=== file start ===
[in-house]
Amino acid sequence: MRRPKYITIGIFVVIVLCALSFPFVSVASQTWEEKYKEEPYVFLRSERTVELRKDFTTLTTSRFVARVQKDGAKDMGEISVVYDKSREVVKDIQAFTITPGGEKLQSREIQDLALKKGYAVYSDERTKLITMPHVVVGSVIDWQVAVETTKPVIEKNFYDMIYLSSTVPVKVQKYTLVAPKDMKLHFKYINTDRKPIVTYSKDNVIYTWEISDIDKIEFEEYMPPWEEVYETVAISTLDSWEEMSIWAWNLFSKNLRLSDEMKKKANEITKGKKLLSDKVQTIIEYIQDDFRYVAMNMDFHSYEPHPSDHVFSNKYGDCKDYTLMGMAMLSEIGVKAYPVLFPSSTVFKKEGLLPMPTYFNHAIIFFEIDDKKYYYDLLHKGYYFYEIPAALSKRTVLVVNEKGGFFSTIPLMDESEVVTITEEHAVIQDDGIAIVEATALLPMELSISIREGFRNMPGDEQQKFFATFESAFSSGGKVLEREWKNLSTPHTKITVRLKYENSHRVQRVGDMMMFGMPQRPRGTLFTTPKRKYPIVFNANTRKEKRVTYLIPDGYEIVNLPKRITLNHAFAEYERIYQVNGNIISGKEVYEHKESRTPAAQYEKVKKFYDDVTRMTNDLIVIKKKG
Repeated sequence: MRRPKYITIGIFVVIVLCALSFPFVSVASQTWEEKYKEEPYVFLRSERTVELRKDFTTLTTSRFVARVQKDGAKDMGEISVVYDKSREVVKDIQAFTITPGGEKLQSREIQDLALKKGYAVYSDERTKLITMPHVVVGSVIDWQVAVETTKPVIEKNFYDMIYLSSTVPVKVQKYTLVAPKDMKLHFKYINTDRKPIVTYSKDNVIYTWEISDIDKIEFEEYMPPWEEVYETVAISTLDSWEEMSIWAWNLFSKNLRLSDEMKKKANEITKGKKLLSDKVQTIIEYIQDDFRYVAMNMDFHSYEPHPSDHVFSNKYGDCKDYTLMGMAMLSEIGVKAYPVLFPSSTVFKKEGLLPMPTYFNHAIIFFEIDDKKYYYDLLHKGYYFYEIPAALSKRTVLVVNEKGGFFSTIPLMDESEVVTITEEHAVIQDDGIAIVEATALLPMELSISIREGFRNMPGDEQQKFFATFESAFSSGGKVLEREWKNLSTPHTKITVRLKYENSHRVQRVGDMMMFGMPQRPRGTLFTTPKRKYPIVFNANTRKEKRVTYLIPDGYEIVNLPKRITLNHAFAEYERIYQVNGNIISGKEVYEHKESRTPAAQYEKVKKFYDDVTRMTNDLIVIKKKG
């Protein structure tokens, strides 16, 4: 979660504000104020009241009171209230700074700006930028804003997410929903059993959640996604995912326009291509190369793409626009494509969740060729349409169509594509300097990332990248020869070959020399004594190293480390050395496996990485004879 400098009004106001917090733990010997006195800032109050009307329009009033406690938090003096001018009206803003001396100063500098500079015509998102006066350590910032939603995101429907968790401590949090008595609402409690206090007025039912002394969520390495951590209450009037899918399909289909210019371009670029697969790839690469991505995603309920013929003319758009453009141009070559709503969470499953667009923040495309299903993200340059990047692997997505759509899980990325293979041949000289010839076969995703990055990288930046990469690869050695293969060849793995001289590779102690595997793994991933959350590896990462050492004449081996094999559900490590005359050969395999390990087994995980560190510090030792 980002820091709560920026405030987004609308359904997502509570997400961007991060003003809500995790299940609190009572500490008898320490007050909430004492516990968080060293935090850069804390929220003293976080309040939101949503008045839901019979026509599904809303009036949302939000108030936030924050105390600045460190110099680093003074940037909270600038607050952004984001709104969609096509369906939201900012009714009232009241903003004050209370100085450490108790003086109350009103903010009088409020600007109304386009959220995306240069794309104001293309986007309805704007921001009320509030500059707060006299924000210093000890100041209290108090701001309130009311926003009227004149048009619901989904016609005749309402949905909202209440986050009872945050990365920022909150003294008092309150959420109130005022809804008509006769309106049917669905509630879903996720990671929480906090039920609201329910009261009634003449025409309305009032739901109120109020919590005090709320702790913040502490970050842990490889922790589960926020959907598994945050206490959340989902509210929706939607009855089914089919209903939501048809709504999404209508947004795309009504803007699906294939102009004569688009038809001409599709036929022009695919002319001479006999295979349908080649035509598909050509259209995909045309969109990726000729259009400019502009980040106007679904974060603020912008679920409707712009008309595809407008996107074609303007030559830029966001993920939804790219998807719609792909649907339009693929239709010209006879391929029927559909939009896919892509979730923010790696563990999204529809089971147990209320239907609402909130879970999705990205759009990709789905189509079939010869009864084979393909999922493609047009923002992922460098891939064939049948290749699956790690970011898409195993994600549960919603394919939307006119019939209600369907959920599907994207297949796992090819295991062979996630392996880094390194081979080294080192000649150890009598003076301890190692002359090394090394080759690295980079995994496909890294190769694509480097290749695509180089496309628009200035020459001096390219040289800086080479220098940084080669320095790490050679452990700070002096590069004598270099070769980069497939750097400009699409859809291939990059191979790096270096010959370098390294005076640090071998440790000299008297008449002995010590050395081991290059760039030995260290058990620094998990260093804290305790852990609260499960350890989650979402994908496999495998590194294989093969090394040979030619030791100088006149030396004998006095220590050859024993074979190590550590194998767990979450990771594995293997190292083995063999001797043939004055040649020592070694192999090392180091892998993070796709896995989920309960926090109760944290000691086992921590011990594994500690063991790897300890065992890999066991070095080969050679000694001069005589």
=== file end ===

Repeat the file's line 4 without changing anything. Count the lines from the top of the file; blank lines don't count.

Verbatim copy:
């Protein structure tokens, strides 16, 4: 979660504000104020009241009171209230700074700006930028804003997410929903059993959640996604995912326009291509190369793409626009494509969740060729349409169509594509300097990332990248020869070959020399004594190293480390050395496996990485004879 400098009004106001917090733990010997006195800032109050009307329009009033406690938090003096001018009206803003001396100063500098500079015509998102006066350590910032939603995101429907968790401590949090008595609402409690206090007025039912002394969520390495951590209450009037899918399909289909210019371009670029697969790839690469991505995603309920013929003319758009453009141009070559709503969470499953667009923040495309299903993200340059990047692997997505759509899980990325293979041949000289010839076969995703990055990288930046990469690869050695293969060849793995001289590779102690595997793994991933959350590896990462050492004449081996094999559900490590005359050969395999390990087994995980560190510090030792 980002820091709560920026405030987004609308359904997502509570997400961007991060003003809500995790299940609190009572500490008898320490007050909430004492516990968080060293935090850069804390929220003293976080309040939101949503008045839901019979026509599904809303009036949302939000108030936030924050105390600045460190110099680093003074940037909270600038607050952004984001709104969609096509369906939201900012009714009232009241903003004050209370100085450490108790003086109350009103903010009088409020600007109304386009959220995306240069794309104001293309986007309805704007921001009320509030500059707060006299924000210093000890100041209290108090701001309130009311926003009227004149048009619901989904016609005749309402949905909202209440986050009872945050990365920022909150003294008092309150959420109130005022809804008509006769309106049917669905509630879903996720990671929480906090039920609201329910009261009634003449025409309305009032739901109120109020919590005090709320702790913040502490970050842990490889922790589960926020959907598994945050206490959340989902509210929706939607009855089914089919209903939501048809709504999404209508947004795309009504803007699906294939102009004569688009038809001409599709036929022009695919002319001479006999295979349908080649035509598909050509259209995909045309969109990726000729259009400019502009980040106007679904974060603020912008679920409707712009008309595809407008996107074609303007030559830029966001993920939804790219998807719609792909649907339009693929239709010209006879391929029927559909939009896919892509979730923010790696563990999204529809089971147990209320239907609402909130879970999705990205759009990709789905189509079939010869009864084979393909999922493609047009923002992922460098891939064939049948290749699956790690970011898409195993994600549960919603394919939307006119019939209600369907959920599907994207297949796992090819295991062979996630392996880094390194081979080294080192000649150890009598003076301890190692002359090394090394080759690295980079995994496909890294190769694509480097290749695509180089496309628009200035020459001096390219040289800086080479220098940084080669320095790490050679452990700070002096590069004598270099070769980069497939750097400009699409859809291939990059191979790096270096010959370098390294005076640090071998440790000299008297008449002995010590050395081991290059760039030995260290058990620094998990260093804290305790852990609260499960350890989650979402994908496999495998590194294989093969090394040979030619030791100088006149030396004998006095220590050859024993074979190590550590194998767990979450990771594995293997190292083995063999001797043939004055040649020592070694192999090392180091892998993070796709896995989920309960926090109760944290000691086992921590011990594994500690063991790897300890065992890999066991070095080969050679000694001069005589």